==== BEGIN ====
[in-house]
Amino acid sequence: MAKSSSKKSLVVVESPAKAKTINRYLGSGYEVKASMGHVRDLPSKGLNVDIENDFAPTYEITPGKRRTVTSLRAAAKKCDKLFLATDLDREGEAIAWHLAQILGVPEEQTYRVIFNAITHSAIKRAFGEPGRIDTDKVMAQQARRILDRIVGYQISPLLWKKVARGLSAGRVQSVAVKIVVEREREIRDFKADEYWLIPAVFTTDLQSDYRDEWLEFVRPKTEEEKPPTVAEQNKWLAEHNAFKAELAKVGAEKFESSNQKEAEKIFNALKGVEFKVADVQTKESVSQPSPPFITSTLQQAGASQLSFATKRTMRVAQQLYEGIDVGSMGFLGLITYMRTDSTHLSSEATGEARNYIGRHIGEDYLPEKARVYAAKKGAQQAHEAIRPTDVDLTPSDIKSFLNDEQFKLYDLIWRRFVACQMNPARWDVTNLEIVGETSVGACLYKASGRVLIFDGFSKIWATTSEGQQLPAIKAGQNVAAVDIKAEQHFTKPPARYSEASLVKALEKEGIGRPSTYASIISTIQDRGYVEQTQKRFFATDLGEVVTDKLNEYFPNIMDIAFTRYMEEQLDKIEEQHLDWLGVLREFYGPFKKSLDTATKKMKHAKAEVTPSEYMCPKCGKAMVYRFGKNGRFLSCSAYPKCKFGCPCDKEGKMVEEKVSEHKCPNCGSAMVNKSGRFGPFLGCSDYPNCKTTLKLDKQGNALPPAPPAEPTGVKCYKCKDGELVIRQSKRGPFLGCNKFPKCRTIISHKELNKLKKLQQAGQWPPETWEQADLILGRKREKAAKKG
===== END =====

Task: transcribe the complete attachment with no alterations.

[in-house]
Amino acid sequence: MAKSSSKKSLVVVESPAKAKTINRYLGSGYEVKASMGHVRDLPSKGLNVDIENDFAPTYEITPGKRRTVTSLRAAAKKCDKLFLATDLDREGEAIAWHLAQILGVPEEQTYRVIFNAITHSAIKRAFGEPGRIDTDKVMAQQARRILDRIVGYQISPLLWKKVARGLSAGRVQSVAVKIVVEREREIRDFKADEYWLIPAVFTTDLQSDYRDEWLEFVRPKTEEEKPPTVAEQNKWLAEHNAFKAELAKVGAEKFESSNQKEAEKIFNALKGVEFKVADVQTKESVSQPSPPFITSTLQQAGASQLSFATKRTMRVAQQLYEGIDVGSMGFLGLITYMRTDSTHLSSEATGEARNYIGRHIGEDYLPEKARVYAAKKGAQQAHEAIRPTDVDLTPSDIKSFLNDEQFKLYDLIWRRFVACQMNPARWDVTNLEIVGETSVGACLYKASGRVLIFDGFSKIWATTSEGQQLPAIKAGQNVAAVDIKAEQHFTKPPARYSEASLVKALEKEGIGRPSTYASIISTIQDRGYVEQTQKRFFATDLGEVVTDKLNEYFPNIMDIAFTRYMEEQLDKIEEQHLDWLGVLREFYGPFKKSLDTATKKMKHAKAEVTPSEYMCPKCGKAMVYRFGKNGRFLSCSAYPKCKFGCPCDKEGKMVEEKVSEHKCPNCGSAMVNKSGRFGPFLGCSDYPNCKTTLKLDKQGNALPPAPPAEPTGVKCYKCKDGELVIRQSKRGPFLGCNKFPKCRTIISHKELNKLKKLQQAGQWPPETWEQADLILGRKREKAAKKG